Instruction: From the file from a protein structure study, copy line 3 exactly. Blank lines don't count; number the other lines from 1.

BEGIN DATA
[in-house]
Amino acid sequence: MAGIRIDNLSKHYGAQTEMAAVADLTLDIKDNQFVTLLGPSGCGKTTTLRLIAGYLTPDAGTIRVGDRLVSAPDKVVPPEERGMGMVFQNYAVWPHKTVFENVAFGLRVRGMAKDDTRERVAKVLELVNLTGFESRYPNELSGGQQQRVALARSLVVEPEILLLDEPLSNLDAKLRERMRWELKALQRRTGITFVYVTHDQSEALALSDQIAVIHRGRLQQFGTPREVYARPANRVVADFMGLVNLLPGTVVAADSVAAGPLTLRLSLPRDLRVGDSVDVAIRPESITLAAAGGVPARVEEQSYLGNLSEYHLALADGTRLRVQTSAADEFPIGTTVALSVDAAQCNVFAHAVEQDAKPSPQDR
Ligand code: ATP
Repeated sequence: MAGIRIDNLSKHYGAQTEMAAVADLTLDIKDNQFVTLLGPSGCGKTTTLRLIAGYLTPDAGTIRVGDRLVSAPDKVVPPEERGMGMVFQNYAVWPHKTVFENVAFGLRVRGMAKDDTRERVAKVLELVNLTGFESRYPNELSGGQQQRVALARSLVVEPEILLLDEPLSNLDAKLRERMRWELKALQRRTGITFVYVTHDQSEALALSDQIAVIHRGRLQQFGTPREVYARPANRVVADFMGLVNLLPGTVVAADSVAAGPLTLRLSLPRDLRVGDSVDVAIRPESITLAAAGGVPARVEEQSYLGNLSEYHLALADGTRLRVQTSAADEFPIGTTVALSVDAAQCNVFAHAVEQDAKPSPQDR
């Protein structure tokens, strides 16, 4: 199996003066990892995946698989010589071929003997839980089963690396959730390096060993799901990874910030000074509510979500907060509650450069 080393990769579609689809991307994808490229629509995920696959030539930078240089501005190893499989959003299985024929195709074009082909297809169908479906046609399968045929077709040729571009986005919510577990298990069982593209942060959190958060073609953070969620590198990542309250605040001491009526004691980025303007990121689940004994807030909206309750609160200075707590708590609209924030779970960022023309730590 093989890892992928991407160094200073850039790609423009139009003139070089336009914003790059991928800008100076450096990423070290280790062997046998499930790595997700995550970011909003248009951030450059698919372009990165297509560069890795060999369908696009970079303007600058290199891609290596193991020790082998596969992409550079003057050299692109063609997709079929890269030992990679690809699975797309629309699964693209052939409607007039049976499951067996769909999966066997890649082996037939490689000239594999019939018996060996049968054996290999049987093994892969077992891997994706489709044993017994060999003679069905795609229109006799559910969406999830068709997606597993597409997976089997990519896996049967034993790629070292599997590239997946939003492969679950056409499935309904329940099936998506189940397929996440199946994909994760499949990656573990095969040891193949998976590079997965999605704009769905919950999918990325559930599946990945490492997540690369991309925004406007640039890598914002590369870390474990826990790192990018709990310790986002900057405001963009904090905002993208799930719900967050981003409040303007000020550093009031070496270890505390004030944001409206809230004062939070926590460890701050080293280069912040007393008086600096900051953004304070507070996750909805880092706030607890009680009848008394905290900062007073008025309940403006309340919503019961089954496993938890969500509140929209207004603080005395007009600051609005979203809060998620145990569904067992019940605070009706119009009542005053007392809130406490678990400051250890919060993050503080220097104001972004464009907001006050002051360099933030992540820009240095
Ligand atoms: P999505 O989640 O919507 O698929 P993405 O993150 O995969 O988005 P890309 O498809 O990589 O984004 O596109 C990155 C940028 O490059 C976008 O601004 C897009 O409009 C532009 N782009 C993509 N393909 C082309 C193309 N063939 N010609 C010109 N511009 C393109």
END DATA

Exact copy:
Ligand code: ATP